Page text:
Park Service Pays $8 Million : State OKs Sale of Parkland to U.S.
The Santa Monica Mountains Conservancy’s $8-million sale of about 1,800 acres of state parkland to the National Park Service was approved Tuesday by state officials.
As part of the deal, the conservancy agreed to use the $8 million to buy whatever parkland the Park Service wishes in the Santa Monica Mountains National Recreation Area.
While a Park Service official said no decision has been made on what land will be bought, conservancy officials said the deal makes it possible that the 320-acre Renaissance Pleasure Faire in Agoura can be purchased for federal parkland, if that property becomes available.
The owner of the property, which has been coveted by the Park Service for years, has been unwilling to sell, saying he wants to build houses on the land.
“If there is an opportunity to purchase” the fair site, conservancy board chairwoman Rorie Skei said, “the conservancy could move faster than the Park Service would be able to.”
The Park Service will receive the 1,665-acre Circle X Ranch, in southeast Ventura County, and 132 acres in Zuma Canyon, in the Malibu area.
The Circle X Ranch is a picturesque spot for hikers and campers in the shadow of 3,100-foot Sandstone Peak, the highest point in the Santa Monica Mountains. Zuma Canyon is a pristine coastal canyon that includes a gently sloping flood plain and a steep, rocky gorge.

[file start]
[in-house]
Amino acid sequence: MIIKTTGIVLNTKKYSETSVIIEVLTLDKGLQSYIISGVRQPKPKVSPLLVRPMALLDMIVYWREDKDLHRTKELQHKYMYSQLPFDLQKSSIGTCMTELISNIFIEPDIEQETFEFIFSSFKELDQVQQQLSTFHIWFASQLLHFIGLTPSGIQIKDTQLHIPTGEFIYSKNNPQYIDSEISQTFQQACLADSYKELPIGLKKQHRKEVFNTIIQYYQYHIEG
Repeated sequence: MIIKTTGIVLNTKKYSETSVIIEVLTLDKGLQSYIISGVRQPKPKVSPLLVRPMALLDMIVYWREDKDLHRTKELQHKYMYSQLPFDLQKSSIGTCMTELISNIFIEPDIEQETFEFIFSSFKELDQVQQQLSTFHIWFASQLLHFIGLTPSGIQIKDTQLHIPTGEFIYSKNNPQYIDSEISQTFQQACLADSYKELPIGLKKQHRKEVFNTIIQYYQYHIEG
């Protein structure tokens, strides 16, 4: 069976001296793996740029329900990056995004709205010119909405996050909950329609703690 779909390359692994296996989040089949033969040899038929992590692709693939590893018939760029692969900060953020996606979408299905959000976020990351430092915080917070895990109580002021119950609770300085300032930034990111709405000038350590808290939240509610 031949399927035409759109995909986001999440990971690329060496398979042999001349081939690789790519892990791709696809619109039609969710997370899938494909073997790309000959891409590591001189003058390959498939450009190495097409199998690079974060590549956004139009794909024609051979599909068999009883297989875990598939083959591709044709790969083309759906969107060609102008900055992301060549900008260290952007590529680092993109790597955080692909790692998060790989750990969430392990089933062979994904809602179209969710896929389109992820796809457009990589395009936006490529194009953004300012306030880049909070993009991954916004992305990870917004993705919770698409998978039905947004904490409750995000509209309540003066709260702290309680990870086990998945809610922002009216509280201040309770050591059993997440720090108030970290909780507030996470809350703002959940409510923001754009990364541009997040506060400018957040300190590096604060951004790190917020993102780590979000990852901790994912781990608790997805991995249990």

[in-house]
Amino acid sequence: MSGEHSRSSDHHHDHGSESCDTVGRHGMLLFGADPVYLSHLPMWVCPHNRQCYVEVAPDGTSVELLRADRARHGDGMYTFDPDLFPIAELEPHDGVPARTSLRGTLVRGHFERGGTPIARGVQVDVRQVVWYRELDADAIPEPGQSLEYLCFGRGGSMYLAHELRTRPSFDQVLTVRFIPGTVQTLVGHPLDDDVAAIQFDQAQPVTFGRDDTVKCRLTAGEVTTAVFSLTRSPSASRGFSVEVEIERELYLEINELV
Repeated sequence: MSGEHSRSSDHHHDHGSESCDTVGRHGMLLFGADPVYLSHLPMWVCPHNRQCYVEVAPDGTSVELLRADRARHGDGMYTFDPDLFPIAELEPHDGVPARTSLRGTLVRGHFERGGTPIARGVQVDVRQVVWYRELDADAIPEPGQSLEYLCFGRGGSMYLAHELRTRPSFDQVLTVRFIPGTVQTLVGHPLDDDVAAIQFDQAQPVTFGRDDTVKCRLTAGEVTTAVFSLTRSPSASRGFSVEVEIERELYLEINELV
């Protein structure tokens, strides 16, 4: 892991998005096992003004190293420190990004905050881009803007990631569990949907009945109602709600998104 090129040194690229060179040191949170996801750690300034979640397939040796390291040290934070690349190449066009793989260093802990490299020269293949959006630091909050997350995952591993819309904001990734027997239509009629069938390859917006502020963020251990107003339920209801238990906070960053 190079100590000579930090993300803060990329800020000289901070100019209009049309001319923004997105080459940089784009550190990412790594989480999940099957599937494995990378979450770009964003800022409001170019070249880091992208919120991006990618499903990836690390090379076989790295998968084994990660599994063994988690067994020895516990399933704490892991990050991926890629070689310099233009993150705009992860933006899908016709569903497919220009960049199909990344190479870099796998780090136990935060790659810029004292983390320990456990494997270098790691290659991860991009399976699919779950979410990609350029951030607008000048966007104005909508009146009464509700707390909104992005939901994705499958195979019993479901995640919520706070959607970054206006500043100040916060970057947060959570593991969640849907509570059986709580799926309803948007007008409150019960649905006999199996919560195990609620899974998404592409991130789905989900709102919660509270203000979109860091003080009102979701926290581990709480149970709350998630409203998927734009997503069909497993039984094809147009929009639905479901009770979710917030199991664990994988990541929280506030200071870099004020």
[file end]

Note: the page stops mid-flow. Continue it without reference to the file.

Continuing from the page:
The deal is a bargain for the Park Service, said William Webb, acting superintendent of the national park.
When the about 1,800 acres is tacked on to another 646 acres committed to the national park by the conservancy, the federal government is receiving about 2,443 acres for $11 million. The Park Service has agreed to pay the conservancy $3 million for the 646 acres in Zuma Canyon.
Webb said the Park Service has not decided what land it wants the conservancy to buy for the national park, but the federal agency’s land-protection plan has listed the Renaissance Faire site as priority property.
The Agoura property’s co-owner, developer Brian Heller, is seeking Los Angeles County approval for 159 homes on the site, now planned for only 103 homes. He reiterated through a spokesman Tuesday his desire to build on the land rather than sell it. The county Board of Supervisors is expected to vote on his proposal Jan. 12.
An appraisal is required by the state and federal parks agencies before their funds can be used to buy or condemn private land. Last month, Heller refused to allow the federal government on his property to begin an appraisal.
Federal regulations mandate that appraisals must be done after entering a piece of property, but state regulations do not include such a requirement, said Edward G. Heidig, conservancy staff counsel. Now that funds that could be used to purchase the fair site are in state coffers, the conservancy will begin its own appraisal, Heidig said.
In addition to the $8 million, the conservancy has $21 million in state bond funds available for parkland purchases.